"Induction of Cellular Responses by Nanoscopic Environments" by Joachim P. Spatz
February 25, 2011 - 7:15am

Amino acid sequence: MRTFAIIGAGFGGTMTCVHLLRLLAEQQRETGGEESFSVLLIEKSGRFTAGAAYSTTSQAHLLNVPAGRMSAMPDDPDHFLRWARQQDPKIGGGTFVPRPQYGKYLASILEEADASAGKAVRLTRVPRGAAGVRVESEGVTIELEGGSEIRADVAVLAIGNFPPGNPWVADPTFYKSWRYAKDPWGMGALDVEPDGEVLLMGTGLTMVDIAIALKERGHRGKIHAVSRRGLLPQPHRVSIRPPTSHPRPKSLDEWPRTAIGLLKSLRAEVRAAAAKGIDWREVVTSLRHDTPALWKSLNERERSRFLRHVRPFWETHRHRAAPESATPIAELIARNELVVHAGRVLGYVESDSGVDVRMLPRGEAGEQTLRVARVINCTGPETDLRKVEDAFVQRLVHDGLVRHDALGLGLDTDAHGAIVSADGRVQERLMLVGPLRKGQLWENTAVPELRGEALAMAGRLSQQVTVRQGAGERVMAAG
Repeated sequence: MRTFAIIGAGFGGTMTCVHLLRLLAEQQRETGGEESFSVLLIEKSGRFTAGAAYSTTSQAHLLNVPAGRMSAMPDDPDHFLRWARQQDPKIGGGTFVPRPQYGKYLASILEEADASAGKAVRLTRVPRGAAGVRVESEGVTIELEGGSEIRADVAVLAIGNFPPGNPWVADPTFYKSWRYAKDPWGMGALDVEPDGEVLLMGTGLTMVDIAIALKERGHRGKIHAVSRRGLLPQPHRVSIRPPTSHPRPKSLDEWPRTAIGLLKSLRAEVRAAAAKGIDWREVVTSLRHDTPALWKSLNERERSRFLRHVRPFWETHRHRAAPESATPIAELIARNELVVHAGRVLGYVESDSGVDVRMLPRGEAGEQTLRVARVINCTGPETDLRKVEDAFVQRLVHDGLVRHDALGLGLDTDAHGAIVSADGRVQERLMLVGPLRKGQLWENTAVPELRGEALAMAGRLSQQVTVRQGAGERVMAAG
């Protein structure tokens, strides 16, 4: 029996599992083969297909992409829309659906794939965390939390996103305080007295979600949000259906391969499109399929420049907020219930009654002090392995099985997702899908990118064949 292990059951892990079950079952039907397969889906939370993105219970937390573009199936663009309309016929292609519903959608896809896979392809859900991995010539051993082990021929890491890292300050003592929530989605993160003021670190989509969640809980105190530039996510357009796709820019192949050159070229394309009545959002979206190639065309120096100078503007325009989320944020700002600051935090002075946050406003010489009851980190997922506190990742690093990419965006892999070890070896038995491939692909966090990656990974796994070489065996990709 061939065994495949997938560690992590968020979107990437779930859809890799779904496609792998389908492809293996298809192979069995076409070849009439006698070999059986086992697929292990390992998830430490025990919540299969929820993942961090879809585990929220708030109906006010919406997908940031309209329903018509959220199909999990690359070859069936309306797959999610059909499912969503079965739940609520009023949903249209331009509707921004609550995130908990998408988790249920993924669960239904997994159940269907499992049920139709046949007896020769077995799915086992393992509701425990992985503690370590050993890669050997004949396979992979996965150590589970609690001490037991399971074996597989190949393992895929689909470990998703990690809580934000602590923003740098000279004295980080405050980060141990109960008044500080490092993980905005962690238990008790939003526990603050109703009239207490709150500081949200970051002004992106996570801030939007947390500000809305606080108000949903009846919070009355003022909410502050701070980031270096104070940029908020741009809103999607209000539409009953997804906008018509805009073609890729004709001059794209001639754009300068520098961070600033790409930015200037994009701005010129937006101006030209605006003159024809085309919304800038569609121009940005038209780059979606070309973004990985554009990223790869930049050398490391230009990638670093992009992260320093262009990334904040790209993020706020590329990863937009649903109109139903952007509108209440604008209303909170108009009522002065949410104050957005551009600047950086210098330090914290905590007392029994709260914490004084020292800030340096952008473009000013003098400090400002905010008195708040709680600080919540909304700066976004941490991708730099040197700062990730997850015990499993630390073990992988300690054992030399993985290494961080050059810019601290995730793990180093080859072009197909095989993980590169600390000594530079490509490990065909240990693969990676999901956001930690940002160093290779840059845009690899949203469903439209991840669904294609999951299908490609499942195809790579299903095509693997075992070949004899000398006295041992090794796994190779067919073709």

Our approach to engineer cellular environments is based on self-organizing spatial positioning of single signaling molecules attached to inorganic or polymeric supports, which offers the highest spatial resolution with respect to the position of single signaling molecules. This approach allows tuning cellular material with respect to its most relevant properties, i.e., viscoelasticity, peptide composition, nanotopography and spatial nanopatterning of signaling molecule. Such materials are defined as “nano-digital materials” since they enable the counting of individual signaling molecules, separated by a biologically inert background. Within these materials, the regulation of cellular responses is based on a biologically inert background which does not trigger any cell activation, which is then patterned with specific signaling molecules such as peptide ligands in well defined nanoscopic geometries. This approach is very powerful, since it enables the testing of cellular responses to individual, specific signaling molecules and their spatial ordering. Detailed consideration is also given to the fact that protein clusters such as those found at focal adhesion sites represent, to a large extent, hierarchically-organized cooperativity among various proteins. Moreover, “nano-digital supports” such as those described herein are clearly capable of involvement in such dynamic cellular processes as protein ordering at the cell’s periphery which in turn leads to programming cell responses.